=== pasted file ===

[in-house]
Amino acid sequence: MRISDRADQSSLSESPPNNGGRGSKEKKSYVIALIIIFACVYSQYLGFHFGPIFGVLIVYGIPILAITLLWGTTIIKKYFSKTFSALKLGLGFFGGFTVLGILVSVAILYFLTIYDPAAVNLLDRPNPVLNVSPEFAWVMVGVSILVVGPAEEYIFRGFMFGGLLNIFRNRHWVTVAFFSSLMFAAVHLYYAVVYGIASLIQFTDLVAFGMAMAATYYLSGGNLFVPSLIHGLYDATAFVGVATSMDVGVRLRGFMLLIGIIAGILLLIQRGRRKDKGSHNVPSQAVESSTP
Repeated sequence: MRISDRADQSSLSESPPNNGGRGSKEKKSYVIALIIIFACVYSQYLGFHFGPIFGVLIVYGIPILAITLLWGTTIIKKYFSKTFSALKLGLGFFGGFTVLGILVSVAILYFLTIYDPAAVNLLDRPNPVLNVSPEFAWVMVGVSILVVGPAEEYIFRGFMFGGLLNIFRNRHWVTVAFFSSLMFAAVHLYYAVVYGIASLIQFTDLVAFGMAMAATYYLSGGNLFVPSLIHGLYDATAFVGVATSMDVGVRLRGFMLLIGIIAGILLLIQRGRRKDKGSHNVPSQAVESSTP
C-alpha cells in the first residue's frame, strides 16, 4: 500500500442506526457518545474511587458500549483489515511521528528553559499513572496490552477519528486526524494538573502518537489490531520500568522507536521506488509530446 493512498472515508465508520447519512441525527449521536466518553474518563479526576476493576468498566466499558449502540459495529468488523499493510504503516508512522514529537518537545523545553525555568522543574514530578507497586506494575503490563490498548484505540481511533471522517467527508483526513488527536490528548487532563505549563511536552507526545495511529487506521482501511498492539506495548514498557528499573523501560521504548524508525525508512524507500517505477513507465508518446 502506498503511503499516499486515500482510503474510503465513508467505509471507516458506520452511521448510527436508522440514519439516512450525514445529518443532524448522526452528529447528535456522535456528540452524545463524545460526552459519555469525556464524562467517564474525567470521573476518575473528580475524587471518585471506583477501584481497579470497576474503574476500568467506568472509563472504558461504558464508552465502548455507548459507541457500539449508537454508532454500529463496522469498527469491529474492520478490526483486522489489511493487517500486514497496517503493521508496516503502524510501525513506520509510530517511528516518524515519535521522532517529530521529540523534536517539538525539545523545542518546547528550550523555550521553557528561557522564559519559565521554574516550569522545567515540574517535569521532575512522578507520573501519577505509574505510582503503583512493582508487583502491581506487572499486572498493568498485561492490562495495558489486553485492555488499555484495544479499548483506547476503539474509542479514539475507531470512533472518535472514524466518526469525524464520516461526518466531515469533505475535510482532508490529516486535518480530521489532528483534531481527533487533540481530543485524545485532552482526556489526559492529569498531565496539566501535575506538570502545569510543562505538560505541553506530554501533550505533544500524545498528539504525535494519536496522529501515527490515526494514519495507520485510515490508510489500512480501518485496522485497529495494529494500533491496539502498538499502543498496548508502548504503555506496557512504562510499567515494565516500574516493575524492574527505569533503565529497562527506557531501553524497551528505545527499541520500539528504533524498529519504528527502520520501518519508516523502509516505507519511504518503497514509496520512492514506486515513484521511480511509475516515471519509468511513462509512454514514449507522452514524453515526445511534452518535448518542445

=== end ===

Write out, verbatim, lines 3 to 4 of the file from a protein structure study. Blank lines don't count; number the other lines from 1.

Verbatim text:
Repeated sequence: MRISDRADQSSLSESPPNNGGRGSKEKKSYVIALIIIFACVYSQYLGFHFGPIFGVLIVYGIPILAITLLWGTTIIKKYFSKTFSALKLGLGFFGGFTVLGILVSVAILYFLTIYDPAAVNLLDRPNPVLNVSPEFAWVMVGVSILVVGPAEEYIFRGFMFGGLLNIFRNRHWVTVAFFSSLMFAAVHLYYAVVYGIASLIQFTDLVAFGMAMAATYYLSGGNLFVPSLIHGLYDATAFVGVATSMDVGVRLRGFMLLIGIIAGILLLIQRGRRKDKGSHNVPSQAVESSTP
C-alpha cells in the first residue's frame, strides 16, 4: 500500500442506526457518545474511587458500549483489515511521528528553559499513572496490552477519528486526524494538573502518537489490531520500568522507536521506488509530446 493512498472515508465508520447519512441525527449521536466518553474518563479526576476493576468498566466499558449502540459495529468488523499493510504503516508512522514529537518537545523545553525555568522543574514530578507497586506494575503490563490498548484505540481511533471522517467527508483526513488527536490528548487532563505549563511536552507526545495511529487506521482501511498492539506495548514498557528499573523501560521504548524508525525508512524507500517505477513507465508518446 502506498503511503499516499486515500482510503474510503465513508467505509471507516458506520452511521448510527436508522440514519439516512450525514445529518443532524448522526452528529447528535456522535456528540452524545463524545460526552459519555469525556464524562467517564474525567470521573476518575473528580475524587471518585471506583477501584481497579470497576474503574476500568467506568472509563472504558461504558464508552465502548455507548459507541457500539449508537454508532454500529463496522469498527469491529474492520478490526483486522489489511493487517500486514497496517503493521508496516503502524510501525513506520509510530517511528516518524515519535521522532517529530521529540523534536517539538525539545523545542518546547528550550523555550521553557528561557522564559519559565521554574516550569522545567515540574517535569521532575512522578507520573501519577505509574505510582503503583512493582508487583502491581506487572499486572498493568498485561492490562495495558489486553485492555488499555484495544479499548483506547476503539474509542479514539475507531470512533472518535472514524466518526469525524464520516461526518466531515469533505475535510482532508490529516486535518480530521489532528483534531481527533487533540481530543485524545485532552482526556489526559492529569498531565496539566501535575506538570502545569510543562505538560505541553506530554501533550505533544500524545498528539504525535494519536496522529501515527490515526494514519495507520485510515490508510489500512480501518485496522485497529495494529494500533491496539502498538499502543498496548508502548504503555506496557512504562510499567515494565516500574516493575524492574527505569533503565529497562527506557531501553524497551528505545527499541520500539528504533524498529519504528527502520520501518519508516523502509516505507519511504518503497514509496520512492514506486515513484521511480511509475516515471519509468511513462509512454514514449507522452514524453515526445511534452518535448518542445